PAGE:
Adults can find bike parts they need or pick out a bike that needs some repair and pay about $45 to $100 for Martin to get it road ready.
Saying Chris Ryan has something to do with bike culture in NYC is like boasting that Babe Ruth had something to do with a game played with a small hard ball and a wood bat and building a house for a team that begins with Y.
Yesterday was the marriage of Christopher J. Ryan of the bike punk ska band Team Spider and his lovely bride Allie Compton. However, this was no ordinary affair. It was the perfect blend of traditional marriage meets nontraditional Mar RRRRRRRRRRRRRRiage. That repeated letter in the alphabet is most well known for when you’re dressing up and pillaging as a pirate.
The wedding was held on Governor’s Island, which has become this great local, bikeable spot, just a few hundred yards off of Manhattan. Once a coast guard outpost, it has now been given to a trust run by the city of New York and opened up as an amazing scenic spot where people are encouraged to rent or bring their bicycles and enjoy an almost completely auto free existence.
It was the perfect backdrop for a wedding and best of all, doesn’t cost anything.
Kindred spirits to Chris, in their activism and love for “giving a shit” about NYC, Reverend Billy officiated the wedding for about 100 people.
Saturday (9/18/10) also happened to be international, “talk like a pirate day. This meant there were Santacon like costume parades of pirates going on all over the world and one just so happened to be plundering on Governors Island. It also happened to be another one of Time’s Up themed bike rides in which this time, they were hellbent on plundering Chris and Allie’s wedding, especially since Chris was one of their own pirates and they’d be damned if he went off and tied the knot with out a fight.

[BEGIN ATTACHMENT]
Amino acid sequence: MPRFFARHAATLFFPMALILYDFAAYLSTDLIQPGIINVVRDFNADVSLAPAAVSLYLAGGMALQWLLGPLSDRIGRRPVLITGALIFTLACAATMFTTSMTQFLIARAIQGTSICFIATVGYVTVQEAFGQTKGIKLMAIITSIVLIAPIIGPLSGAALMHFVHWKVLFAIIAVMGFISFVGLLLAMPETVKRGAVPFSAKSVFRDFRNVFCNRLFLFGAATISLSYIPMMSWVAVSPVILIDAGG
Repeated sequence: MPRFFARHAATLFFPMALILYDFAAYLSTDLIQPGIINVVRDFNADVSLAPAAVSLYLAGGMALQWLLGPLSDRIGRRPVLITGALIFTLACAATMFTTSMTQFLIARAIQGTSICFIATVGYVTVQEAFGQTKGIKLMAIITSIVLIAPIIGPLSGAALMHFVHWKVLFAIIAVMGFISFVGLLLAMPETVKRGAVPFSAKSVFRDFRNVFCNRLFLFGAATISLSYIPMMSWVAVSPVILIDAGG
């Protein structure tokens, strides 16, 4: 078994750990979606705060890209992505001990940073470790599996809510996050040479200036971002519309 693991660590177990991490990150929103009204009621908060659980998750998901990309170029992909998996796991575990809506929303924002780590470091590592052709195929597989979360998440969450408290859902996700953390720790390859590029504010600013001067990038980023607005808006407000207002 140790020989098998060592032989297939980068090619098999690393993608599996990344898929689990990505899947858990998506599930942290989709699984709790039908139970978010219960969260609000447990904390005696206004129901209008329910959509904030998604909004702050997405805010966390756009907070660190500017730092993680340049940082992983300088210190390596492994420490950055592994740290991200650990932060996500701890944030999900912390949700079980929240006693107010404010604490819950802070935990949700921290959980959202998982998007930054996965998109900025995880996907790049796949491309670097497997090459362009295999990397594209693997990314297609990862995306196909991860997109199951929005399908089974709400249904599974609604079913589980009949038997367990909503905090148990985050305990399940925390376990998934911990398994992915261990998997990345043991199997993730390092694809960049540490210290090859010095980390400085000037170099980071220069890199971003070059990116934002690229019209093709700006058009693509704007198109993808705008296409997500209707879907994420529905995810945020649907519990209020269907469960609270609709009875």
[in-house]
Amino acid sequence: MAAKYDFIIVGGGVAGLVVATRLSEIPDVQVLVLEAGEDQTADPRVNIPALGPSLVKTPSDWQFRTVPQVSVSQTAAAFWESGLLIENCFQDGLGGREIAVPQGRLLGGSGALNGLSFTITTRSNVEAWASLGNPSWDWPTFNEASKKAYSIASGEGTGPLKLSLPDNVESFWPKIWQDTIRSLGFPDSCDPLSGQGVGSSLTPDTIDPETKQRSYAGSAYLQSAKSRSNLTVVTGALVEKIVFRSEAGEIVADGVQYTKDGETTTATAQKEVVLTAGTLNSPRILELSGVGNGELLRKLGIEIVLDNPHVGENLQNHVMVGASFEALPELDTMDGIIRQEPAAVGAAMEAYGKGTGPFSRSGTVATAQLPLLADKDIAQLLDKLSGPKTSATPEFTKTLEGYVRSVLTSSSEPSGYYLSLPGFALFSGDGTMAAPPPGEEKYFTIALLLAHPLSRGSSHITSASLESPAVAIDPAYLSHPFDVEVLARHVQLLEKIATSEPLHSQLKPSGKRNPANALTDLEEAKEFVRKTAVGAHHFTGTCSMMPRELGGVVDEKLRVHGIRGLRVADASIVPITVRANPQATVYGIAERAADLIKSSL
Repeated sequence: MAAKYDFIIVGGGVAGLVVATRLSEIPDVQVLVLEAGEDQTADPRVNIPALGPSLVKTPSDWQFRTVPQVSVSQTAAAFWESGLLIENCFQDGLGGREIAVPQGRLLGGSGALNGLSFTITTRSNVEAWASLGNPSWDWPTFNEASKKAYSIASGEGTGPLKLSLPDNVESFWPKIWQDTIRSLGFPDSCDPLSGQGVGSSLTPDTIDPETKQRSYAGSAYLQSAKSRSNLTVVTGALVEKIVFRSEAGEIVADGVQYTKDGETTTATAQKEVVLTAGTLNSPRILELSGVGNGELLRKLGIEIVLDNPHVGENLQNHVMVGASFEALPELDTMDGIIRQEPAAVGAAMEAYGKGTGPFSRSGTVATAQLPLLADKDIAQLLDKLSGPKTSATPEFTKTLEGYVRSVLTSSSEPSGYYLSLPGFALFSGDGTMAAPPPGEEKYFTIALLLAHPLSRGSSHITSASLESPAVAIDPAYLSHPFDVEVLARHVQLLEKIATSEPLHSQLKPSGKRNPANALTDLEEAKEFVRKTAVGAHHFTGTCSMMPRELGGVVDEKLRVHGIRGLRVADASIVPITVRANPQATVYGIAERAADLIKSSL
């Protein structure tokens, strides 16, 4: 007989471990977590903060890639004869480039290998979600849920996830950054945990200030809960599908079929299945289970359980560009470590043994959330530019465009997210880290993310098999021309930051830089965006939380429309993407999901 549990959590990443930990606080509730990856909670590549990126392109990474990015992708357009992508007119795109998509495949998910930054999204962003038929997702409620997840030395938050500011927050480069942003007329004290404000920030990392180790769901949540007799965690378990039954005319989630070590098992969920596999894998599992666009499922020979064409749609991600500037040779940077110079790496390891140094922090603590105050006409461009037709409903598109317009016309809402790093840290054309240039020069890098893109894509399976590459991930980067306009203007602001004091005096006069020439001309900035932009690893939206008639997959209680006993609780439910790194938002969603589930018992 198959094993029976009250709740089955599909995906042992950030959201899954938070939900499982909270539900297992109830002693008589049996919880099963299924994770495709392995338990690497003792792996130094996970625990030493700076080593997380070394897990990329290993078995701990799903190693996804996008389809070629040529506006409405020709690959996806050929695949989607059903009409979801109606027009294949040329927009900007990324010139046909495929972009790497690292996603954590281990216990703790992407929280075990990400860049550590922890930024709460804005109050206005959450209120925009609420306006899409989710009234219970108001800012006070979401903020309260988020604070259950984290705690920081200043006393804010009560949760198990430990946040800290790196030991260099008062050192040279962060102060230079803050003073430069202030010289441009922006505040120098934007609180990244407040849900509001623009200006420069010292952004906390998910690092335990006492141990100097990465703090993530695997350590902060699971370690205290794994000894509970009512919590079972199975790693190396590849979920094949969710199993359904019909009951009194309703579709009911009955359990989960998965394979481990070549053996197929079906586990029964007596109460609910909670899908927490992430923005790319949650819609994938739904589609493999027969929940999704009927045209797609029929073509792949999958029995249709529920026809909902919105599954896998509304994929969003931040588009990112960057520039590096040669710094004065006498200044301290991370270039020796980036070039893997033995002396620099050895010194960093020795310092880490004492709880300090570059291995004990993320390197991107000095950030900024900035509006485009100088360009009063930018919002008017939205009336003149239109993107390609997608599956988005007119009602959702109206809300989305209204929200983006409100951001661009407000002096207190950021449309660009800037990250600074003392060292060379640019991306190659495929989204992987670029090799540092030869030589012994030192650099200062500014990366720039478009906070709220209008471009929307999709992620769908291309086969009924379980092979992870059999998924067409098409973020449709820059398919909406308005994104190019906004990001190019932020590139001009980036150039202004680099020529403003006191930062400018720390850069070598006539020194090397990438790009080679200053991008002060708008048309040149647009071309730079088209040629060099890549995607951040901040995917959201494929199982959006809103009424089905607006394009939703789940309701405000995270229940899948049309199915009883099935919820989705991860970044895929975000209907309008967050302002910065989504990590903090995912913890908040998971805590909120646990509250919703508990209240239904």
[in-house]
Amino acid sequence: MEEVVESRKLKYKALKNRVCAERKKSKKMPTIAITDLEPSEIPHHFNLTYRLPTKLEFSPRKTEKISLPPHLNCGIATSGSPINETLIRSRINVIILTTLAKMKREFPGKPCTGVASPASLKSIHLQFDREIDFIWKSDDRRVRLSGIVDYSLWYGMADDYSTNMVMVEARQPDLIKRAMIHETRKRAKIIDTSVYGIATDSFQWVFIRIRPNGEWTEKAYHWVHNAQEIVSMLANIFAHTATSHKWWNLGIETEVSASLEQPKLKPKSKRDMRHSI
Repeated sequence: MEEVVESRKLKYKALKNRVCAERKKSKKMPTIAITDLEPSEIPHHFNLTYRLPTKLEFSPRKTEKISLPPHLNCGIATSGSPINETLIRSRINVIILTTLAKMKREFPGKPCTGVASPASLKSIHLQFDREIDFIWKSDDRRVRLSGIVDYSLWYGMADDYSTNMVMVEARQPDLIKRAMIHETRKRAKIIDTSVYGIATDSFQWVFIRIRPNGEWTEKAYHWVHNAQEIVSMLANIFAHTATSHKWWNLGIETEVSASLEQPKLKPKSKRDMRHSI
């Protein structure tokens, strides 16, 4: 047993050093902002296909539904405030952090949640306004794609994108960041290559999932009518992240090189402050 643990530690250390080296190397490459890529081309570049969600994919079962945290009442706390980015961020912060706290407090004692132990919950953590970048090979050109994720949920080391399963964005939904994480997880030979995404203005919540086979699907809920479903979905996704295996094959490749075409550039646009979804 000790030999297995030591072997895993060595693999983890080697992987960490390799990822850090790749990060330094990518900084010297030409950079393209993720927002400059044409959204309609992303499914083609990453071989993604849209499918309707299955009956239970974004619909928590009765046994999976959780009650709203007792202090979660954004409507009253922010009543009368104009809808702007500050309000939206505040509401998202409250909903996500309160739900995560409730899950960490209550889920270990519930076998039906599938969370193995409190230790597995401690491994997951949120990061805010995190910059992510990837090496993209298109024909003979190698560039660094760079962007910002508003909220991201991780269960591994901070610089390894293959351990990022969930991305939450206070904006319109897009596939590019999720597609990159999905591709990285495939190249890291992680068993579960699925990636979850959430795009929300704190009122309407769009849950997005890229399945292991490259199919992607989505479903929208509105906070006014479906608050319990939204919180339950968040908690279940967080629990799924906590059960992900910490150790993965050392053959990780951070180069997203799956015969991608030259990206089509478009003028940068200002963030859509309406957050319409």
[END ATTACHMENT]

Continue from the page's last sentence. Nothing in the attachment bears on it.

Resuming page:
This is an event where people reclaim parking spaces across the city and turn them into mini parks, hangouts and chill spaces for a day instead of being used as idle parking spots. Mostly these are done in more “downtown” like locations, where most people expect to see street theater or odd performances, however, Time’s Up broke the mold and headed uptown, smack dab in front of Mayor’s Bloomberg’s office on 79th and 5th Ave. in Manhattan.
This had everything to do with this environmental direct action group’s intention of continually sending a message to the Mayor to permanently protect community gardens once and for all.
Ok, back to the wedding.
So we rode out to Governors Island on a gorgeous September day and offered those who didn’t bring bikes a shuttle on one of the many contraptions you can rent out there including these quad cycles.
All of the wedding guests and the pirates gathered at Picnic Point, on the other side of the island from the ferry terminal and listened to a wonderful speech by Reverend Billy.
Then the pirates made an attempt to defeat Chris and steal his bride.
Chris was successful in defeating the pirates and actually getting married. We all celebrated with a critical mass style bike ride around the island.